Even without the weekly Evangel, Assemblies of God leaders felt it was vital to continue a steady stream of communication about the needs and concerns of the worldwide evangelistic mission of the church. Worldview magazine was commissioned in 2015 as a subscription periodical released monthly to continue to fulfill the imperative of the mission enunciated by Hogan in 1959: to ensure that world evangelism is priority status in the Assemblies of God.

Read the announcement of the publication of Global Conquest on page 7 of the Aug. 30, 1959, issue of the Pentecostal Evangel.

Also featured in this issue:

• “Pentecost in the Philippines,” by Alfred Cawston

• “Miracles in A Missionary’s Life,” by C. M. Ward

• “Reaching the Children for Christ,” by Leonard and Genevieve Olson

And many more!

Click here to read this issue now.

Pentecostal Evangel archived editions courtesy of the Flower Pentecostal Heritage Center.

Do you have Pentecostal historical materials that should be preserved? Please consider depositing these materials at the Flower Pentecostal Heritage Center (FPHC). The FPHC, located in the Assemblies of God national offices, is the largest Pentecostal archive in the world. We would like to preserve and make your treasures accessible to those who write the history books.

Flower Pentecostal Heritage Center
1445 North Boonville Avenue
Springfield, Missouri 65802 USA
Phone: 417.862.1447 ext. 4400
Toll Free: 877.840.5200
Email: archives@ag.org
Website: http://www.iFPHC.org

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Review: Proceedings of the Inaugural Faith and Science Conference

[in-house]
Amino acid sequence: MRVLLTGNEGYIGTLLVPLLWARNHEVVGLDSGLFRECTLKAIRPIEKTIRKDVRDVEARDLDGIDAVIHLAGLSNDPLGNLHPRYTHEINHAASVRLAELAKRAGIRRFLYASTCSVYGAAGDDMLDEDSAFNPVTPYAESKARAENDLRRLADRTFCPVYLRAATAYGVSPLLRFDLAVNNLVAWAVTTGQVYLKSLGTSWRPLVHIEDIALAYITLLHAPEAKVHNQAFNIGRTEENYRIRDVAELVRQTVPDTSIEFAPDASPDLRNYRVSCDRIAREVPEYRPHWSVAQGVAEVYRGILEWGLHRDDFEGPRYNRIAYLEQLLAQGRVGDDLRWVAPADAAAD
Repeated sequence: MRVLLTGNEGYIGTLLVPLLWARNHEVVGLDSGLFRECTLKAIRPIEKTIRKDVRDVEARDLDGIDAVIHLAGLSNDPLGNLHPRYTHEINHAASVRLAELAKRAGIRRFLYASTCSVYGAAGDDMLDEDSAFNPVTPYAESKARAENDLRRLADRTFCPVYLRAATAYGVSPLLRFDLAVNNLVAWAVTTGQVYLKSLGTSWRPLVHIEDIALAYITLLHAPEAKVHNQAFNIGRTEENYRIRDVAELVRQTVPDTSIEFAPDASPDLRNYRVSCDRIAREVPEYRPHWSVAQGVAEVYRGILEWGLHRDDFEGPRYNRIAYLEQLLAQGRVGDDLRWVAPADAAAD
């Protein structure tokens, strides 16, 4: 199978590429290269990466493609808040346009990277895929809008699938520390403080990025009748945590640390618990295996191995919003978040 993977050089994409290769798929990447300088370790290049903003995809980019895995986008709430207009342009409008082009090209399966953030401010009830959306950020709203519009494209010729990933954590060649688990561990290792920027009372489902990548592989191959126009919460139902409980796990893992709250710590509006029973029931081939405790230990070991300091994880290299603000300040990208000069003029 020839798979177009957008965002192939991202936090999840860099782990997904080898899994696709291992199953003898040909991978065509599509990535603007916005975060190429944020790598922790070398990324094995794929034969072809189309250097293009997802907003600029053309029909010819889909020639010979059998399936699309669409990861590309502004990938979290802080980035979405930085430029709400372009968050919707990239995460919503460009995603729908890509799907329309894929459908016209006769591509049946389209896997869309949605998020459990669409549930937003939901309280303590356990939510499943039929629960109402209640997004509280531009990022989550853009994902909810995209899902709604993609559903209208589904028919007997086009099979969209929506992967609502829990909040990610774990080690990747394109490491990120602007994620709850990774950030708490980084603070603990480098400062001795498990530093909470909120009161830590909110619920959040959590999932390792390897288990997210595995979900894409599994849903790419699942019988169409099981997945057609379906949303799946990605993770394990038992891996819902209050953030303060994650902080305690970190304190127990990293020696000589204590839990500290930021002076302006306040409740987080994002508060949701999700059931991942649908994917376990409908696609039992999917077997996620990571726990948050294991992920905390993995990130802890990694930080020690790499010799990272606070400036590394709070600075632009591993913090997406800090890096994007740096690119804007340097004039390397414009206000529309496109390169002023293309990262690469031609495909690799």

Bundrick, David and Steve Badger, eds. Proceedings of the Inaugural Faith & Science Conference. Springfield, MO : Gospel Publishing House, 2011.

“The students we teach and the congregations we pastor in the future will not be contented for us to put our heads in the sand or resort to simplistic preaching against science.” — Jim Bradford, General Secretary of the Assemblies of God USA

The uneasy relationship between faith and science existed long before church leaders censured Galileo for his defense of heliocentrism in 1633. The tensions that potentially exist between biblical faith and scientific advance can be perplexing and faith challenging. As today’s world grows more reliant upon scientific advancement, the Church is increasingly filled with scientifically literate believers who expect and deserve a prayerful, well-reasoned approach to the myriad ways in which science intersects with their faith. In recognition of these trends, the General Secretary’s office of the Assemblies of God recently sponsored a first-of-its-kind conference for the Fellowship. The Inaugural Faith & Science Conference took place on Evangel University’s campus in Springfield, Missouri, in the summer of 2011.

Drawing together a diversity of believers–including scientists, theologians, pastors, and teachers–the conference met with the threefold purpose to:

  • Delve into the connections between faith and science
  •  Explore the ethical and theological issues behind that discussion
  • Equip teachers and spiritual leaders to better evangelize and disciple followers of Christ who are increasingly scientifically savvy.

Collecting the plenary sessions and a majority of the presented papers, this volume of conference proceedings is divided into five categories:

I. Integrational Approaches

1. The Relationship between Christian faith and Natural Science
Steve Badger and Mike Tenneson

2. Five Patterns of Relating Science & Christian Theology
David R. Bundrick

3. Science and Faith—Enemies or Allies
Jeffrey Alan Zweerink

II. Exegetical Issues

4. Genesis 1 and Science: A Case for Agreement
Hugh N. Ross

5. Review and Discussion of the Lost World of Genesis One by John Walton
Bob Stallman

6. Creation in the Cosmos: Evidence for Creation and a Young Universe
Nathanael Loper

7. Genesis and Cosmology
Danny R. Faulkner

8. Clarifying the Exegetical Options for the Creation Days in Genesis 1 and 2 in Relation to Science
Roger Cotton

9. An Examination of the Analogical Days View and Concordism of John Collins
Brad Ausbury